this area presents you with one of two possibilities. if your hearth is level with the floor, you can carry your floor tile all the way to the fireplace (note: do not do this with wood or other floor coverings that are not fireproof: errant embers can cause irreparable damage and, well, fire) or define a hearth with a tile that contrasts with the room’s floor. alternatively, if your hearth is elevated, you have a clean slate to add color or pattern, as this is as much a focal point as the face (hey, why not combine them?).
the inside of the fireplace itself.
if you have a working fireplace, never use our tile IN it! we do not offer any tile for a working firebox: that requires specific fireproof materials and must be sourced elsewhere.
however, if you have a non-working or purely decorative fireplace, the design opportunities are endless.
this herringbone installation of our classic weathered white zellige feels appropriate and vintage in this decorative firebox. design: apartment 34; photography: spotted sf.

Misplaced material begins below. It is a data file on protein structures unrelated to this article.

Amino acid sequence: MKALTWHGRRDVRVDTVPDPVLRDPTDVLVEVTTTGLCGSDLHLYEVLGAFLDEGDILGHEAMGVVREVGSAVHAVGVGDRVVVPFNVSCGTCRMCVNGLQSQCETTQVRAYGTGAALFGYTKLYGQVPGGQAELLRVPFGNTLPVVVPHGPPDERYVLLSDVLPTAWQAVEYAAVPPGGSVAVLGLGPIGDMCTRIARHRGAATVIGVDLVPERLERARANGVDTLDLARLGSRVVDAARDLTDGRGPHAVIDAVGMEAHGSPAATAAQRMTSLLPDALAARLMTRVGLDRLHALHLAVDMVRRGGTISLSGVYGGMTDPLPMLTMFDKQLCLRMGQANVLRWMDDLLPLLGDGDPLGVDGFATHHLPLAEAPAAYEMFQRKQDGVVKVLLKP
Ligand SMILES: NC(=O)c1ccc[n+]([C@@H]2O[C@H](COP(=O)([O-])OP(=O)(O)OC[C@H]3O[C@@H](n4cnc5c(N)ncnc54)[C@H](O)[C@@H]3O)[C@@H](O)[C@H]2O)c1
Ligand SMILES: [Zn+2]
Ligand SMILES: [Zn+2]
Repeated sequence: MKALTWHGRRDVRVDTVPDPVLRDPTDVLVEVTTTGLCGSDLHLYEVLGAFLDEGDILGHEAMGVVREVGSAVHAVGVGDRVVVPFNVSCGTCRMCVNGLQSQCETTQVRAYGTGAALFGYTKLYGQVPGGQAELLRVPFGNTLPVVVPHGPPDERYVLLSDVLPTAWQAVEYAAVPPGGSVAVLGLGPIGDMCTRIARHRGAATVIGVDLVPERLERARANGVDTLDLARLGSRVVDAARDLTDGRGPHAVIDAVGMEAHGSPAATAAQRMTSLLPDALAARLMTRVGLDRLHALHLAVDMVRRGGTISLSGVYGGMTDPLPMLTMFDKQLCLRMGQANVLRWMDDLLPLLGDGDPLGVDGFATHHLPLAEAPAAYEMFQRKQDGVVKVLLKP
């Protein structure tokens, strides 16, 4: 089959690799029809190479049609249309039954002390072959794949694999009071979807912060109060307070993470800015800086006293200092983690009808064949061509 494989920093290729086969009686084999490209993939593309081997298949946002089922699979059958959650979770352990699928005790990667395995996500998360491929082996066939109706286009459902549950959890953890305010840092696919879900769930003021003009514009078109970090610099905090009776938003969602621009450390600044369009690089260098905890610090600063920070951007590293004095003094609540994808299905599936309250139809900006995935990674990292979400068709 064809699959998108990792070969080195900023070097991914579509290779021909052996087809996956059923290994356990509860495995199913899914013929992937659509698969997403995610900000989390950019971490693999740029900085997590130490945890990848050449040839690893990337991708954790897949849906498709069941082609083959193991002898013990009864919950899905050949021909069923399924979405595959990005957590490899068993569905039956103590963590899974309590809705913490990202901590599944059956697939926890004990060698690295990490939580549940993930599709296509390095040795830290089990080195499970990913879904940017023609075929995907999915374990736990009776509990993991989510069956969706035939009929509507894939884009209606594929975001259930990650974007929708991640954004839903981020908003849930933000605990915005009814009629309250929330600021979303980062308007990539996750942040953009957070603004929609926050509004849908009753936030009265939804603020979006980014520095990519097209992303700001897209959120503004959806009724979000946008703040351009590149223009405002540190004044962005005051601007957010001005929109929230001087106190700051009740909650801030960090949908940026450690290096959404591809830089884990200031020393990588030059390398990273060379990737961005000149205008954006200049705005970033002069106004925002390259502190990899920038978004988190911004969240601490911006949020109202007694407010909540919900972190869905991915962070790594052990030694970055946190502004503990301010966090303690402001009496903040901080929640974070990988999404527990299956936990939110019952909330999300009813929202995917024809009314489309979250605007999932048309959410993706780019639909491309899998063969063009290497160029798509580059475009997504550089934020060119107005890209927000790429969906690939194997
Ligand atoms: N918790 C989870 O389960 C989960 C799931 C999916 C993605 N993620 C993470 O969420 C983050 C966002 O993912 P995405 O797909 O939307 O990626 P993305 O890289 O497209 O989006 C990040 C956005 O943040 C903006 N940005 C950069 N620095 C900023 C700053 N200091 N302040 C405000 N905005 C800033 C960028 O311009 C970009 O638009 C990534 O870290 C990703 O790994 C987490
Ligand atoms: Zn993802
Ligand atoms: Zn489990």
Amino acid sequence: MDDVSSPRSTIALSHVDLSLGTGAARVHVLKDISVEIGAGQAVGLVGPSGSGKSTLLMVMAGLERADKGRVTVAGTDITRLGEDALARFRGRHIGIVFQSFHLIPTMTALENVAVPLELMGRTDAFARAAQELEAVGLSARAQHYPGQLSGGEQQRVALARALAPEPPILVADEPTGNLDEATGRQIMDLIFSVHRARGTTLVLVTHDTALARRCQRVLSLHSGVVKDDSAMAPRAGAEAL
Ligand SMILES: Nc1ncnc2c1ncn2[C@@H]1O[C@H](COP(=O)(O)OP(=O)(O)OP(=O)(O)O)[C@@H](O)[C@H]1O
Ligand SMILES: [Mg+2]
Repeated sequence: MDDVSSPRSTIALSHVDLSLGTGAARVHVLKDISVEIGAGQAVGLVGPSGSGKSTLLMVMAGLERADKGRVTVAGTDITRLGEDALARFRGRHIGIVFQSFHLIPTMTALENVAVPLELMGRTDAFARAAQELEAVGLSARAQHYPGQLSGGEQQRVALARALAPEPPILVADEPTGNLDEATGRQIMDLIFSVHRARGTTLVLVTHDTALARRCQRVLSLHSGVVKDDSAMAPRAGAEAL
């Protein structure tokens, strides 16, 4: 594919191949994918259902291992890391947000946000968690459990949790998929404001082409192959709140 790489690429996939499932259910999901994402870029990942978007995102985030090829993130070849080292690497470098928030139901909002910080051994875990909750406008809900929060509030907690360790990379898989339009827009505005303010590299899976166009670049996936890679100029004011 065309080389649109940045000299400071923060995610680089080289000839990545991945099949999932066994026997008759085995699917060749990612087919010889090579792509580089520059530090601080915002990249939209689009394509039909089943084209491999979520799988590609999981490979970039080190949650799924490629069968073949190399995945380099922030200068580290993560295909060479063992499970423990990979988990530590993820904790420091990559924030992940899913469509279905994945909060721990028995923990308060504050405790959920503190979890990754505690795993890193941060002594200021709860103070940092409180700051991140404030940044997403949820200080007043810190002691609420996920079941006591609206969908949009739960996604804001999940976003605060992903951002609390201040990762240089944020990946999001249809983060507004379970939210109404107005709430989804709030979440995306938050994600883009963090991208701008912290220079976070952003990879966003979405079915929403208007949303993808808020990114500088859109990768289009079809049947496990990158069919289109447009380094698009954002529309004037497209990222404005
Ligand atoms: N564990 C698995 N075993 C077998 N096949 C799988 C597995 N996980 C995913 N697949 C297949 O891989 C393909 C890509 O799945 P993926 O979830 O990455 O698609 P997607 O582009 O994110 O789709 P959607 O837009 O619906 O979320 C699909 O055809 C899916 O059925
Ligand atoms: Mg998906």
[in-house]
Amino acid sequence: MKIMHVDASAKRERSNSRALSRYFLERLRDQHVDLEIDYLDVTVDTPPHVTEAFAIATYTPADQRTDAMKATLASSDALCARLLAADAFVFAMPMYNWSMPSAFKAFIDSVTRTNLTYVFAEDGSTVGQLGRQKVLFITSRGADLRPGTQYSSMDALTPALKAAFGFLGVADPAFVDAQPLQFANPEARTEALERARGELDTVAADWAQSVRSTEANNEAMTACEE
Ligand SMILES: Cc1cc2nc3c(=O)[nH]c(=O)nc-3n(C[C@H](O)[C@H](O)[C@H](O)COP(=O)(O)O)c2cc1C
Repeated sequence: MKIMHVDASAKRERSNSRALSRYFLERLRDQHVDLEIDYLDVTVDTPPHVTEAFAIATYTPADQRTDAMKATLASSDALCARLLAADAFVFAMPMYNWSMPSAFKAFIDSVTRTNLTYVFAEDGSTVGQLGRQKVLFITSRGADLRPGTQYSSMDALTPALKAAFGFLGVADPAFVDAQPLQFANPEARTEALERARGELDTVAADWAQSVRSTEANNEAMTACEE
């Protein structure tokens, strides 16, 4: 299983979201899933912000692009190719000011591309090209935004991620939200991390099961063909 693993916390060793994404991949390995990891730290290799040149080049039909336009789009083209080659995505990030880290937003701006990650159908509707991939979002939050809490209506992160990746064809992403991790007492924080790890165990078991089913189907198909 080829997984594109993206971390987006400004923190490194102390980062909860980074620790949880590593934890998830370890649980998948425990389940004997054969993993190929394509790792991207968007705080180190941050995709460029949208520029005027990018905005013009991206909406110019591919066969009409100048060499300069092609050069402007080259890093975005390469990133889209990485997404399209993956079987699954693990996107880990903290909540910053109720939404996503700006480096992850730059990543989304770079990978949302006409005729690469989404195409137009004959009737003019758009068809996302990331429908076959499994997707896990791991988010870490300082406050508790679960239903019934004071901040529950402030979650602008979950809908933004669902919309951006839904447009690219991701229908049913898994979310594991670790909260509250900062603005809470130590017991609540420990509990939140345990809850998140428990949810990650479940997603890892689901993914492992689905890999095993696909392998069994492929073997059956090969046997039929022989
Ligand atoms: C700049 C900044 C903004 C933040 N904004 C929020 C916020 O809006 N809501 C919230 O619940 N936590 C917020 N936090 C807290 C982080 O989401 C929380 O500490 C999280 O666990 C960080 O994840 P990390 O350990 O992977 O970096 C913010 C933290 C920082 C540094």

some states and urban areas prohibit or limit wood burning in fireplaces and stoves, making alternatively fueled fireplaces more common than ever.
both ethanol gas and electric fireplaces emit significantly less heat, offering more design options for those concerned with excessive heat. as always, refer to product descriptions to ensure your chosen tile is up to the task and won’t go up in smoke (literally).
for those lacking a fireplace altogether, you can still have the hearth of your dreams courtesy of today’s wall-mounted and standalone stoves and fireplace units. similarly, adding a wood burning or pellet stove provides the same hot spots for tiling. why not create a hearth or surround for these? try one that extends to the ceiling for cohesiveness, drama, and instant soul.